Unlike copper, nickel is rarely used by itself but is commonly mixed with other metals to produce alloys. Most alloys are made with a specific trait and application (corrosion resistance, mechanical properties and service life) in mind. Because it is usually in alloy form, recycling nickel requires a slightly different process than recycling elemental metals.
The nickel content of these alloys ranges widely: special engineering steels can have a nickel content as low as 1-3% while electronic industries use alloys with a nickel content of 40-90% .
Wats of Recycling Nickel Alloys
Generally, special alloys are recycled so that they have the same contents as the original material. This is because the specifications and the cost of producing these alloys is more time and cost efficient than recreating the alloys from their recycled components.
If the identity of the alloy can be maintained from fabrication to end-of-life of the component, the alloy producer can use that scrap alloy to make new alloy components. This is economically and environmentally efficient as it allows the producer to achieve high quality product specifications without incurring extra refining or qualification costs.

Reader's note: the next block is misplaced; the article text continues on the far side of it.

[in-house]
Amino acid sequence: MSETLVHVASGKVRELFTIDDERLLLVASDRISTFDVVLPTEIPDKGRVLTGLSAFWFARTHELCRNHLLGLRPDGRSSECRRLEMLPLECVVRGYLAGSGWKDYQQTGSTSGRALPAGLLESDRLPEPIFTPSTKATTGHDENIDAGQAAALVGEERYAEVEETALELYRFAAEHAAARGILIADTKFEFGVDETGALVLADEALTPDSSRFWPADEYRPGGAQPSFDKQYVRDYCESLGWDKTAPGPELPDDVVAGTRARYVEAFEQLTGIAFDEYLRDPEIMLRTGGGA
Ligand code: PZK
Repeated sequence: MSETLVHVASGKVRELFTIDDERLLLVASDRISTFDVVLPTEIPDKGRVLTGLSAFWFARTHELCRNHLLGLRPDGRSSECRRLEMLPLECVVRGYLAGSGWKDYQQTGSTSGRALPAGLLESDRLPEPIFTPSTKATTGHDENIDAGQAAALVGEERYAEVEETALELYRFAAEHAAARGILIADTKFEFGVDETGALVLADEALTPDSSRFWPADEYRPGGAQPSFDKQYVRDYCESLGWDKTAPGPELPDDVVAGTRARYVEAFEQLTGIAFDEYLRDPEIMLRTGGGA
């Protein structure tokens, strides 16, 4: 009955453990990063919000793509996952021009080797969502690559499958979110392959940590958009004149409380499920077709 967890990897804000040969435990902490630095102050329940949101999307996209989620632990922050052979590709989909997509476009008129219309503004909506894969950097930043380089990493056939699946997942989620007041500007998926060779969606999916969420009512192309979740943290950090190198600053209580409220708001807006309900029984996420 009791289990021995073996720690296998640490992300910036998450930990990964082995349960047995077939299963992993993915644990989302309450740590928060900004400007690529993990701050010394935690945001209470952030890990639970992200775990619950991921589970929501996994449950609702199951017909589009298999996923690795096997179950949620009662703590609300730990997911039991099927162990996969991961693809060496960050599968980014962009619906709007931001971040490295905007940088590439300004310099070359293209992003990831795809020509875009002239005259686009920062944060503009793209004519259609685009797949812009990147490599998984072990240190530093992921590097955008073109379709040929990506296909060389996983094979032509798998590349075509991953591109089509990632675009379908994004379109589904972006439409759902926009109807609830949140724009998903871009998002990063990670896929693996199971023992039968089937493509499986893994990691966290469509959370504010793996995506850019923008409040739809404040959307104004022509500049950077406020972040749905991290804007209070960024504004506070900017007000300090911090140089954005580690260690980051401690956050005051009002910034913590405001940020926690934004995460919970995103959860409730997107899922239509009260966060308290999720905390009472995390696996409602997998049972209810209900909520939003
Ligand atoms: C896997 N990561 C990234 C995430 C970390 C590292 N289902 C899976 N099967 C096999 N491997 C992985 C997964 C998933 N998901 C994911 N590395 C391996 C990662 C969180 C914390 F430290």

In practice though, products do not always come out to have the same ratio of components as the original alloy. Often times, the scrap gets mixed in with the alloys as well.
Scrap metal recyclers, like Gulf Coast Scrap Metal, has various ways of handling mixed nickel-containing scrap material in order to optimize the retained value of the scrap. One common technique is to melt the mixture in order to produce “remelt” ingot of a known composition for subsequent resale.
A variant of this is to adjust the composition of the remelted scrap by adding controlled amounts of primary metals in order to produce ingot to a required specification for resale. A further technique is to “blend” recycle material from different sources to produce a mixture which, when subsequently melted by the purchaser, will produce a melt with a specified composition.
Gulf Coast Scrap Metal is a Houston scrap metal recycling facility that specializes in recycling nickel alloys. Call 713-868-4111 for more information about our prices and our process.